Postby Gerard » 28 Jun 2009 20:39

They won't even give a timeframe for destroying the nukes. Not in twenty years, fifty years, a thousand years.
This "nuclear sharing" is not permitted by the NPT. Either Germany is an NNWS or it is not.

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Re: International Nuclear Watch & Discussion

Postby NRao » 28 Jun 2009 20:56

Not in twenty years, fifty years, a thousand years.


Sorry G.

Actually IF the Taliban come to power in the Islamic State of Pakistan, they could use one of them bums, and actually bring an end to the nuclear era.

No nuclear bombs.

Verified.

Certified by IAEA too if need be.

I think it is doable.

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Re: International Nuclear Watch & Discussion

Postby Gerard » 30 Jun 2009 00:19


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Re: International Nuclear Watch & Discussion

Postby Gerard » 30 Jun 2009 01:43

France to sell stake in Areva nuclear group: report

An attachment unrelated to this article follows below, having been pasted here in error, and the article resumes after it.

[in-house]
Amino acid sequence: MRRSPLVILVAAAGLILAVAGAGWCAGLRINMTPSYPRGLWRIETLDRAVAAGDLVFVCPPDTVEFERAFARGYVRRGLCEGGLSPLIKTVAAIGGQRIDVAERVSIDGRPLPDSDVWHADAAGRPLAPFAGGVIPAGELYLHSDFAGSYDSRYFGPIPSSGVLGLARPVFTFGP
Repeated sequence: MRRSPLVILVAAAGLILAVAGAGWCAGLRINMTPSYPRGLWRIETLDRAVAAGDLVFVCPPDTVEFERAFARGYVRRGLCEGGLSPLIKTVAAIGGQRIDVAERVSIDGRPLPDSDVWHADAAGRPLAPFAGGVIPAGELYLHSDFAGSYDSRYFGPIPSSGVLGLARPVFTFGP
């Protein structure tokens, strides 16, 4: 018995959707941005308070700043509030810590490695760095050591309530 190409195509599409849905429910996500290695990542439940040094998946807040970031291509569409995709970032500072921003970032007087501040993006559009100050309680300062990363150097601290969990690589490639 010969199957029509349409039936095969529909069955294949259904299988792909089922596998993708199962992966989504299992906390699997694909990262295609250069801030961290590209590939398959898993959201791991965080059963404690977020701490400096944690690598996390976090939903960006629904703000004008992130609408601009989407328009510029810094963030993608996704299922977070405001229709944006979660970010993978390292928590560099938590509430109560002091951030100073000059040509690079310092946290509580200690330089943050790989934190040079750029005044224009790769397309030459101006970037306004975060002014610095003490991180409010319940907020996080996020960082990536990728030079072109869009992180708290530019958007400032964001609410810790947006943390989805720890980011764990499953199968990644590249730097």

The French state will sell a chunk of nuclear giant Areva to Asian and Middle Eastern investors to help finance the future of a group considered a jewel in the country's industrial crown, a report said Friday.

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Re: International Nuclear Watch & Discussion

Postby Gerard » 30 Jun 2009 19:06


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Re: International Nuclear Watch & Discussion

Postby Gerard » 01 Jul 2009 02:12


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Re: International Nuclear Watch & Discussion

Postby Gerard » 02 Jul 2009 02:00

US and Russia to cut nuclear arsenals by up to a half
observers say the two sides are hoping to cut their respective arsenals by up to 50 per cent, to between 1,000 and 1,500 deployed warheads


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Re: International Nuclear Watch & Discussion

Postby RajeshA » 03 Jul 2009 13:23

x-posted from "TIRP Thread"

'Loose nukes greatest danger in Pakistan': IANS

"Pakistani authorities have a dismal track record in thwarting insider threats," writes Rolf Mowatt-Larssen, who served as a CIA officer for 23 years, in the July/August issue of Arms Control Today, published by the Arms Control Association.
Thus "The greatest threat of a loose nuke scenario stems from insiders in the nuclear establishment working with outsiders, people seeking a bomb or material to make a bomb. Nowhere in the world is this threat greater than in Pakistan.